Fonterra signals end of coal use

Fonterra signals end of coal use
Photo credit: Newshub

Dairy giant Fonterra says it will not install any new coal boilers at its plants.

Fonterra has 32 manufacturing sites across the country, of which about 40 percent of its current processing energy is from coal. 

The rest is from natural gas, electricity and wood.

Chief Operating Officer for Global Operations, Robert Spurway, said effective immediately Fonterra had put a stop to installing any new coal boilers or increasing capacity to burn coal.

"One of the emerging themes in our strategy review is that sustainability will be at the heart of everything we do. As part of this, we want to step up our efforts to help New Zealand transition to a zero-carbon economy," he said.

Robert Spurway said transitioning to cleaner fuels would require additional investment .
Robert Spurway said transitioning to cleaner fuels would require additional investment . Photo credit: Supplied

"Our farmer-owners are already some of the most efficient producers of milk in the world. We need to match them in making sure our manufacturing operations and wider supply chain are as efficient as possible, " said Spurway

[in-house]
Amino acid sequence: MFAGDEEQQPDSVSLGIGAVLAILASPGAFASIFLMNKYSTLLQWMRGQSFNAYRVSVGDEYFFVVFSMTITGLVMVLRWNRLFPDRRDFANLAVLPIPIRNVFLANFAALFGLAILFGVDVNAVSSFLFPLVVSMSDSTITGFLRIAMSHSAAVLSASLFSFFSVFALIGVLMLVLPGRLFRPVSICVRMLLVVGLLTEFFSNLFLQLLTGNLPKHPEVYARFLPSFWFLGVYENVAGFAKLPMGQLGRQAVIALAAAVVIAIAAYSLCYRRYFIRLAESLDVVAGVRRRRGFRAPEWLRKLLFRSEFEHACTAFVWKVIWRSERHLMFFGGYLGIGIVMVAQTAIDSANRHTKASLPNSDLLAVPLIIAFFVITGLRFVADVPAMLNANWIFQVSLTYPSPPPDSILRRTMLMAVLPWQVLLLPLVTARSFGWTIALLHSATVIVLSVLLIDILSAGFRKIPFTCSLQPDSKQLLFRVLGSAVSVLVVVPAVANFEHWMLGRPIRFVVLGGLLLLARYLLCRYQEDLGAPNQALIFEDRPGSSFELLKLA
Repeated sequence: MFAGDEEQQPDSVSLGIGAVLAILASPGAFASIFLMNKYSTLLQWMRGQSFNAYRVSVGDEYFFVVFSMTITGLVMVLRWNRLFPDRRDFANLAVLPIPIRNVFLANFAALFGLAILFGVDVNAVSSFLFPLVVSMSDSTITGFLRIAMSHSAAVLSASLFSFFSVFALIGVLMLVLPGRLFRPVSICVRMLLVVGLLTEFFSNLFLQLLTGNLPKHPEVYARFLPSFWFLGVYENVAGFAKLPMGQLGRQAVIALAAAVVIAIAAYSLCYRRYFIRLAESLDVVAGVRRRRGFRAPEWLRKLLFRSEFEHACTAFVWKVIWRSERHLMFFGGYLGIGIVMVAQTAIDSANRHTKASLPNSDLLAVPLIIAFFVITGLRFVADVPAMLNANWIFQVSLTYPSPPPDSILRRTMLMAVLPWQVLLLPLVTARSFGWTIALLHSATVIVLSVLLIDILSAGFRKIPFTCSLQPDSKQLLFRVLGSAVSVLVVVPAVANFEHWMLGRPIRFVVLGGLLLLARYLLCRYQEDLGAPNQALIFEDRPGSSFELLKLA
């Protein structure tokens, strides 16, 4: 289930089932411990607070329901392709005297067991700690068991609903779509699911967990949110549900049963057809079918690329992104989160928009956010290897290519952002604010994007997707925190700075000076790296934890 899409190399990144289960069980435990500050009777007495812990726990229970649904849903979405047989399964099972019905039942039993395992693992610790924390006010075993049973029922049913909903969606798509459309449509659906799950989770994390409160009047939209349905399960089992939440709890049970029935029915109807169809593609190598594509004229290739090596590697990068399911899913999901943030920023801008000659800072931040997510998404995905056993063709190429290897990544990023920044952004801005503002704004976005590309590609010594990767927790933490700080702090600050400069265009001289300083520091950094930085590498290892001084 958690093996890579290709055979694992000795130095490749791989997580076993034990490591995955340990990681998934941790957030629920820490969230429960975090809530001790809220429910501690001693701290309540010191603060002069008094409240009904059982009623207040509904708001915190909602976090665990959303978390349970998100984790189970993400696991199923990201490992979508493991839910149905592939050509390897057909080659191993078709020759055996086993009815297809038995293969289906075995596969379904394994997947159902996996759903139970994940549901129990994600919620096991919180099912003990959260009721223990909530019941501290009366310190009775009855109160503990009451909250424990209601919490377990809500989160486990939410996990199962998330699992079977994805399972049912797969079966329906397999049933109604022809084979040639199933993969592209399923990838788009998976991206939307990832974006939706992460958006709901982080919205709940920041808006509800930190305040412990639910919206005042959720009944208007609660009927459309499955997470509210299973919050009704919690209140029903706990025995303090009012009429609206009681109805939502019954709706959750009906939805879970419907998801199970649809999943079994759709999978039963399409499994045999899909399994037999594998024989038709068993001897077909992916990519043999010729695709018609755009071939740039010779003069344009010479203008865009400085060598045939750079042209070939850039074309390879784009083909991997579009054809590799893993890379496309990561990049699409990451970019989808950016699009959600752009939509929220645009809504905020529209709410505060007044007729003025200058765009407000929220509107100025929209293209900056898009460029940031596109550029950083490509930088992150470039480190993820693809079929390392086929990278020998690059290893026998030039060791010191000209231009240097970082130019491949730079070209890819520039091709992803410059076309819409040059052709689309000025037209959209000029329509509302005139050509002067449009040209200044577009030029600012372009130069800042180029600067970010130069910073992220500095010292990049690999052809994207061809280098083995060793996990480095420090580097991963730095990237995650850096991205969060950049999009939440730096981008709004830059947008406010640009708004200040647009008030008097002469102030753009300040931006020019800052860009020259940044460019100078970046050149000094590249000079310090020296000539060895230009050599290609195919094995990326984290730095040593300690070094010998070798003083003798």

However he said getting out of coal was not as easy as flicking a switch. "Transitioning Fonterra's sites away from coal requires a staged approach. We're determined to go as fast as we can but there are a number of practical challenges we have to overcome."

He said at present New Zealand's energy infrastructure in some parts of the country simply wasn't set up to handle Fonterra's requirements. 

"Either there aren't alternatives to coal available or, if there are, they are not at the scale needed."

There were also cost challenges. 

"Transitioning to cleaner fuels will require additional investment and we need to balance this with remaining competitive. It's right to take a staged approach."

Fonterra's manufacturing operations were on track to meet its targets to reduce emissions by 30 percent across all its operations by 2030 and achieve net-zero by 2050.